This quilt was made using Kona "citrus" solids jelly roll. Center squares were "garden treasures" purchased through Missouri Star Quilt Company "daily deal" for $1.78. White paths were made from honey buns. The pattern used was Jungle Paths free from Kona. I added an extra row to the bottom, thinking I was going to use it as a tablecloth, but it came out so pretty that I decided not to use it.
The making of charm quilts, in which no two pieces are cur from the same fabric, was popular around the turn of the century. One legend associated with the charm quilt says that it should contain exactly 1.000 different fabrics. According to the legend, when a maiden had collected exactly 999, the man she was to marry would appear, bearing the 1000th fabric. I used a few more in order for the quilt to cover my King sized bed.
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Big Star Quilt
Another one down the tube!! Over a year ago I took Jenny Doan's "Big Star" class. It started out to be a table topper, then I thought I should make it long enough to go on the back of my couch. A friend of mine pointed out that if I was going to do that, I needed to add another row so it could hang down the back of the couch so...this is the result. Finally finished it today.
While in Sarasota, FL I found a great quilt shop which had lots of beautiful batik beach fabric. I decided to make a quilt for my sister who was recently diagnosed with breast cancer. She wanted to recuperate from her surgery at her beach house. Hanging up at the quilt shop was a "Baby Sails" quilt. It gave me the idea to use sailboats. I used Atkinson's "Lucky Stars" pattern and substituted sailboats for the stars because I wanted a lap quilt size. Adding 3 borders brought the quilt to the size I wanted. I always use flannel fabric for the backing for extra warmth and snuggle-ness. (Is that a word?)
I found this pattern in a magazine 16 years ago. It took me a little bit to figure out how to make the blocks. I made a small sample then and have saved it, with the magazine, all these years. Now that the kids are older I thought I would give it a try. The quilt is 94 inches square. The reason I made it square was because I did end into 16 small pieces. The put those together by fours. It is done all on a regular machine.
This was a great way to use up a lot of my scraps! I made the rows longer and added more rows to make it wider as well. I use it as a bed spread on our queen size bed as a result of its larger size. This quilt is one of my favorites because my husband's aunt hand quilted it for us.
My mom and I decided to make the Disappearing Pinwheel quilt. My mom made the original version in reds and I made the churn dash version in blues and then we switched half our blocks. That way we both got unique quilts. It was easy and a lot of fun. The blocks are made out of scraps. I gave this quilt to Jill for her wedding.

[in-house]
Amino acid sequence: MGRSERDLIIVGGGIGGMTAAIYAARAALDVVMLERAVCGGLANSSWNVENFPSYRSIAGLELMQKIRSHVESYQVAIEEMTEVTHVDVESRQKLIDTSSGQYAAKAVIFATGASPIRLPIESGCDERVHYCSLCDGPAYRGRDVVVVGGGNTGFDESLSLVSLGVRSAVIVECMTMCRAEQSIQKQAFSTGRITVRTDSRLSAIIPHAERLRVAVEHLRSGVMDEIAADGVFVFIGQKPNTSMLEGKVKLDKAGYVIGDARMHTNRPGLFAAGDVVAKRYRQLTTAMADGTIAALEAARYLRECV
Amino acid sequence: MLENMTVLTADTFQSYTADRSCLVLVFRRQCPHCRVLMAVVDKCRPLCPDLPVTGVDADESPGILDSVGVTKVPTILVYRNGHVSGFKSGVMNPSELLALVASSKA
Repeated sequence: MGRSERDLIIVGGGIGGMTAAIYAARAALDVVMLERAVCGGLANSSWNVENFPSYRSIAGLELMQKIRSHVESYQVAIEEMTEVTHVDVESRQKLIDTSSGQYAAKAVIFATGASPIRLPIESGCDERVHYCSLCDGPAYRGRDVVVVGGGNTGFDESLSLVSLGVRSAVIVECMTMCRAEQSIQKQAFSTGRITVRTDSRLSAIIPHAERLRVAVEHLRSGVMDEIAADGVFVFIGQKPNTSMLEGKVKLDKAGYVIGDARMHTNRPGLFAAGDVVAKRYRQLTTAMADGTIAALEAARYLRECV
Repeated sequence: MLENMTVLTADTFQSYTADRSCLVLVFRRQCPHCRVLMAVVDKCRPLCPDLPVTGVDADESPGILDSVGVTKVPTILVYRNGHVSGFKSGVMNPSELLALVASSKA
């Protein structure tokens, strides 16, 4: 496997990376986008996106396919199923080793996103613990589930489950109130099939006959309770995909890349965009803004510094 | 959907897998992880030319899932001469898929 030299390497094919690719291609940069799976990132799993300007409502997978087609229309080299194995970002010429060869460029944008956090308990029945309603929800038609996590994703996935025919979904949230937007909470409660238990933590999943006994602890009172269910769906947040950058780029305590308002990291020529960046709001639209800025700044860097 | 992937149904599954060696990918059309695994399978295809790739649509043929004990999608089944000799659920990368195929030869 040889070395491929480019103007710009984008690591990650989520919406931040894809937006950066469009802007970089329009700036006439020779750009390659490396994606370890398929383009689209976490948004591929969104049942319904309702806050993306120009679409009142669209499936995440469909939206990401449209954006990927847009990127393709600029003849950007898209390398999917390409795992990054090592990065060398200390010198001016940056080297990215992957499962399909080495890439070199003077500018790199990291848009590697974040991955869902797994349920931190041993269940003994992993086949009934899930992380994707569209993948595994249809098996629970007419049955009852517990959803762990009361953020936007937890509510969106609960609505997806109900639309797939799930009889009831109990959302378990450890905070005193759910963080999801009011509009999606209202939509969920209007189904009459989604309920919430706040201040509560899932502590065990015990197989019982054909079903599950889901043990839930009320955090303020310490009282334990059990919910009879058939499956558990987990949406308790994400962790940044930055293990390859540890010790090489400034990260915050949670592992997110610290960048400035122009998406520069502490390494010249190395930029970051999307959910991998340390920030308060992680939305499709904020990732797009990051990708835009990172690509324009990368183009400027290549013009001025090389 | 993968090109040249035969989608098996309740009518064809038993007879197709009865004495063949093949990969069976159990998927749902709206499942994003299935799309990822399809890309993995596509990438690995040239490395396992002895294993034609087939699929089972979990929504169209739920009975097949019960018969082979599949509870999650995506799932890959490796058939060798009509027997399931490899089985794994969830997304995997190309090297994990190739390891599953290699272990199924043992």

"You've Got Mail"
I wanted to create a quilt for our grandson (Patrick) which would become his personal heirloom! A couple of years ago I just happened to watch the video by Missouri Star Quilt Company which showed a quilt that is composed of envelope blocks called "You've Got Mail". The fabric chosen for this quilt was a line by Tim Holtz called Eclectic Elements. The dictionary defines eclectic as "selecting what seems best from various styles, doctrines, ideas, methods, etc. or composed of elements drawn from a variety of sources, styles, etc.". This immediately painted a picture of Patrick and it's what the fabrics represent! Since he is a member of the Generation Y, web savvy, and growing up with email correspondence, as well as a history buff, I felt like this quilt idea was a blend of the old and new. The backing fabric was decided when I stumbled across the Gettysburg Address by Abraham Lincoln. His amazing interest in history and reinactments made this the perfect backing choice. So with the procurement of fabrics, the quilting process began with many artistic decisions to be made along the way. I used a varied neutral layer cake for the background rather than white and I added a cursive script inner border and cornerstones. The label was an embroidered envelope with the "To & From" names/addresses as well as an eagle stamp, postmark and cancelled stamp with his graduation date. Inside the label envelope was a letter from us with congratulatory remarks of his achievement at The George Washington University and also explaining the meaning of quilt worthy. He loved it! Thank you MSQC!!!